I wouldn’t keep moving the food around too often, or the hog won’t know where to look for it. You really need to stick to one type of food for a while. If the hog is hungry it will eat it. Give it a chance to get used to one type of food. Alternatively, maybe you have got a good wildlife garden with plenty of other food! But if the hog is one you have fairly newly discovered, presumably it was getting food from somewhere else before either wild, or someone else feeding.

    Personally, I would be more inclined to use cat food than dog food and probably chicken variety. I understand it’s more easily digested. But I know that others do use dog food.

    Your garden sounds lovely – glad to hear you don’t use slug pellets. Best not to use chemicals at all, I always think, and let things sort themselves out. Then the ladybirds come in to eat the aphids, the birds to eat the caterpillars, etc.

    Good luck with the hog.


    Hi Nic Yes I also hope no one misunderstood my post! So sorry if I caused confusion. But thankfully your brilliant response should sort that one out.
    Hedgehogs as pets! the very thought disturbs me!
    As for moving the food, I haven’t moved it far, just not in the box anymore. Hog managed to find it tonight, but didn’t eat much . Think maybe I’m worrying too much about doing the right thing. I’ve had HH in my garden for years, but never had the time before to take much interest. Your comments about addiction to bad foods is very interesting. I’ve never bought mealy worms as they seem to attract lots of starlings, which seem to have a direct impact on the variety of birds that visit. But I have always fed peanuts and until recently, I have never been concerned about the ones dropping to the floor as the pigeons tend to clear them up. However, since learning about the feeding habits of HH , I’m now inclined to think it may have been the peanuts attracting the hedgehogs to my garden in the first place. And now I have changed all my feeders to the netted type that don’t drop, HH are not quite so impressed with the menu on offer.
    Thanks for your advice all very useful.

    Avatar photo

    Hi Hettihog

    You may be worrying a bit too much – it’s a bit of an occupational hazard with hogs! They give us a huge amount of pleasure, but a fair amount of worry as well. I expect the hog will get used to the menu eventually. As you say, at the moment, there may be more wild food around than usual. But we may get a warm dry spell, when worms, etc. are not so easy to come by and then the hog might be grateful for a bit of supplementary food and water. Although I always leave water out, even if it’s raining!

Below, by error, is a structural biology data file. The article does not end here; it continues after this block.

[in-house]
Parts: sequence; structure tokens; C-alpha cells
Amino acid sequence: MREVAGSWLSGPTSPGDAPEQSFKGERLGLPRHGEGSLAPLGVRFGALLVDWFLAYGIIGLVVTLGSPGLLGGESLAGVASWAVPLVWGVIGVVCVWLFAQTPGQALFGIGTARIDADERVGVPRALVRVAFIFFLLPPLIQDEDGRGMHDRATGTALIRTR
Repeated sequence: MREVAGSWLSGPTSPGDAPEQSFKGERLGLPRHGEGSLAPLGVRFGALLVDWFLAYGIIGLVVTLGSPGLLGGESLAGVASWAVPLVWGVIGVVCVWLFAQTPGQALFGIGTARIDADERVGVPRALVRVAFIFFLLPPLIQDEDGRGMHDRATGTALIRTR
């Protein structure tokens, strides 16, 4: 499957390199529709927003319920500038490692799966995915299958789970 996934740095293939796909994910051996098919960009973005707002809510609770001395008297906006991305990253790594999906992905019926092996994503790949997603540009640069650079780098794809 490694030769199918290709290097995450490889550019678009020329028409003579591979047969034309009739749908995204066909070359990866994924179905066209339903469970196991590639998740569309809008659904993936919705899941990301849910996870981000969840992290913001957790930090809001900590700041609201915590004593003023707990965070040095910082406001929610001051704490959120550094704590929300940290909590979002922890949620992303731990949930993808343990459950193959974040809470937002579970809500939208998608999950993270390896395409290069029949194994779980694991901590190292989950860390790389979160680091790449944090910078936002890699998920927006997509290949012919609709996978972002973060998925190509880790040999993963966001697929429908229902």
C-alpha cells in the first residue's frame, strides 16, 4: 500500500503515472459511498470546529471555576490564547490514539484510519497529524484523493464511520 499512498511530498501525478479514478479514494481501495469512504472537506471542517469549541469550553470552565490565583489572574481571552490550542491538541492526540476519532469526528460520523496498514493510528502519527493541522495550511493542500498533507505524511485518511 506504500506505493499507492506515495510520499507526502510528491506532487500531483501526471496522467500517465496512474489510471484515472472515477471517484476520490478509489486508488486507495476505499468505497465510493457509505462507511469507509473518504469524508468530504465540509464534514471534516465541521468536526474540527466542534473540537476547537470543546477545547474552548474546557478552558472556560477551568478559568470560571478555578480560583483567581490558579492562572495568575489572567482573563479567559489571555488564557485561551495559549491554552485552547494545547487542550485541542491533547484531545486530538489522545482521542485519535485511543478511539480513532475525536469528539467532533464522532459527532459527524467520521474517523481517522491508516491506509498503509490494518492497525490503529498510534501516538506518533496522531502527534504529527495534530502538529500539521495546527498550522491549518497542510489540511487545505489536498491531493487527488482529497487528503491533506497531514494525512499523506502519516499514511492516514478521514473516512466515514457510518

I think the thing to remember, with hogs is that we can’t know about something until we find out about it. All we can do is try our best for the hogs.

    I think many of us found it was the food the birds dropped, which initially drew our attention to the hogs’ visits – me included, many years ago. I don’t think that would have done them too much harm – I know here, there are always lots of birds on the ground picking up any bits that might have been spilt, so there isn’t usually much left by evening. But we don’t want to be giving the hogs any more of that sort of thing, on top of what they may find. Especially as others, elsewhere, may be doing just that.

    I know what you mean about the starlings. I get them here, too – and rooks and jackdaws. But luckily each species tend to all swoop in together and then disappear so it gives the smaller birds a chance to get a look in. I rather like the starlings, even though they are a bit quarrelsome! Especially when they get into the bird baths and send the water flying in all directions! The blackbirds seem to have learnt that if I’m around they have a better chance of getting the food as the starlings are a bit more jumpy. So, they make sure I know they’re there and that I put more food out especially for them. There’s a bit of a day shift and a night shift. When evening comes certain things get re-arranged for the hedgehogs. At night time, it’s their domain and during the day, the birds – and all the insects, etc., of course!

    Well the sun is finally shining. Bees buzzing and birds feeding. I must get out and tend to their garden for them!


    Thanks everyone for posting, its been a very interesting post with some great answers and knowledge, I now just put Mr Johnsons Wild Hedgehog food out. Last year I put a stream in my garden and this has a constant supply of water so that’s covered now, I even put a few bridges in but the stream isn’t deep at all anyhow with nicely sloped sides.



    We get nightly visits from various hogs. I have a feeding station set up with a long “tunnel” entrance to prevent the local cats from eating the food. I have set up a wildlife camera that records their antics.
    The food I mainly use is Wilkinsons Mr Johnsons hedgehog biscuits mixed with Bakers small dog soft beef or chicken biscuits.
    The only nights we don’t have any visitors are really wet evenings, think they don’t like getting wet .
    Our neighbour also has a wildlife camera set up and has recorded baby hogs in their garden.
    Not sure how to attach photos, will try to figure it out.


Viewing 9 posts - 16 through 24 (of 24 total)

You must be logged in to reply to this topic.